Court Upholds Repeal of Puerto Rico’s Countersignature Law

April 3, 2006

The U.S. Court of Appeals for the First Circuit has refused to overturn a ruling striking down Puerto Rico’s controversial countersignature law that required non-resident commercial insurance brokers to have the countersignature of a Puerto Rico resident agent before they could do business on the island.

The decision in Puerto Rico is not yet final because the Commonwealth still has 90 days to seek a Supreme Court review of the ruling. Although it is unlikely the Supreme Court will accept the case for review, agents and brokers must continue to comply with existing law until the Commonwealth has exhausted its review rights.

U.S. District Judge José Antonio Fusté originally struck down Puerto Rico’s countersignature statue in March of 2005, and Puerto Rico’s insurance commissioner, Dorelisse Juarbe Jiménez, then appealed the judge’s ruling.

In her appeal, Commissioner Jiménez did not seek to defend the law’s constitutionality; rather she sought to throw out the case, arguing The Council did not have standing to file the suit originally, nor had it adequately demonstrated injury to its members. The three-judge federal panel found no merit in those arguments.

“In the end, this appeal involves the commissioner’s attempt to preserve in place an unconstitutional statutory scheme on the flimsy basis that the wrong plaintiff sued, when in fact, the plaintiff has asserted all of the elements needed for standing, and the Commissioner has never contested the accuracy of these assertions,” the court said.

The decision brings that plaintiff, The Council of Insurance Agents & Brokers, a step closer to the successful completion of its decades-long battle to eliminate all countersignature statutes on the books.

Due to Council lawsuits, countersignature requirements are no longer enforceable in Florida, West Virginia and South Dakota. The Council also has won a countersignature victory in Nevada, but the state’s attempt to overturn that decision on appeal is still pending. The only case yet to come to trial is in the Virgin Islands.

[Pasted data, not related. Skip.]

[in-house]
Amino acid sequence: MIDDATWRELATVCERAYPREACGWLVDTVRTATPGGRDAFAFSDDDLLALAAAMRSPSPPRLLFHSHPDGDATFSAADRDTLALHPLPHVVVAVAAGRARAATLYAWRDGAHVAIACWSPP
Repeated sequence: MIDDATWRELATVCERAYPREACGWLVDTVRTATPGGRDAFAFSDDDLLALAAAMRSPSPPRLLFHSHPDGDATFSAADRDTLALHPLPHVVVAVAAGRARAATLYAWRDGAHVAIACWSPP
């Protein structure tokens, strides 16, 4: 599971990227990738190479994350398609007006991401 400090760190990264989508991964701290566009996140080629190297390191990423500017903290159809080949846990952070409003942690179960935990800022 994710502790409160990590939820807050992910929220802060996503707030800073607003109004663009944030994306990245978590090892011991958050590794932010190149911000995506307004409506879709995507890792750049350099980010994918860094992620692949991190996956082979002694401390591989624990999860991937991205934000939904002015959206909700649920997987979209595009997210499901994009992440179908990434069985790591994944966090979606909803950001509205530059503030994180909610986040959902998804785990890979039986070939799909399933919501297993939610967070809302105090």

The Council is notifying judicial authorities in both Nevada and the Virgin Islands of the Puerto Rico decision in hopes of speeding resolution of those cases.

“These requirements are a throw-back to the days of protectionism, and they have no place in today’s global economy,” said Ken A. Crerar, president of The Council.

“We moved on this front because it significantly impacts the business of our members. We believe our lawsuits have saved Council members hundreds of thousands of dollars in annual expenses.” The Council represents the commercial insurance brokers.

The Council won its first countersignature lawsuit in Florida in September 2003, followed by similar victories in Nevada, South Dakota and Puerto Rico. In West Virginia, where The Council also had filed suit, the state legislature rescinded the countersignature law rather than attempt to defend it in court. In his original decision, Judge Fusté said Puerto Rico’s argument that the statute was needed so “that the insurer, through its agent, be constantly accessible” to customers was “unconvincing.”

“Defendant’s suggestion that the residency requirement is necessary to ensure agent proficiency in Spanish and that this is necessary to protect the insured interests likewise falls flat,” the judge ruled. “Although Spanish is widely spoken on the Island, both Spanish and English are the official languages of Puerto Rico.”

The judge granted The Council’s request for summary judgment because Puerto Rico’s countersignature requirement clearly violated the Constitution’s privileges and immunities clause. The federal appeals court upheld that ruling in its entirety.

Source: The Council of Insurance Agents & Brokers

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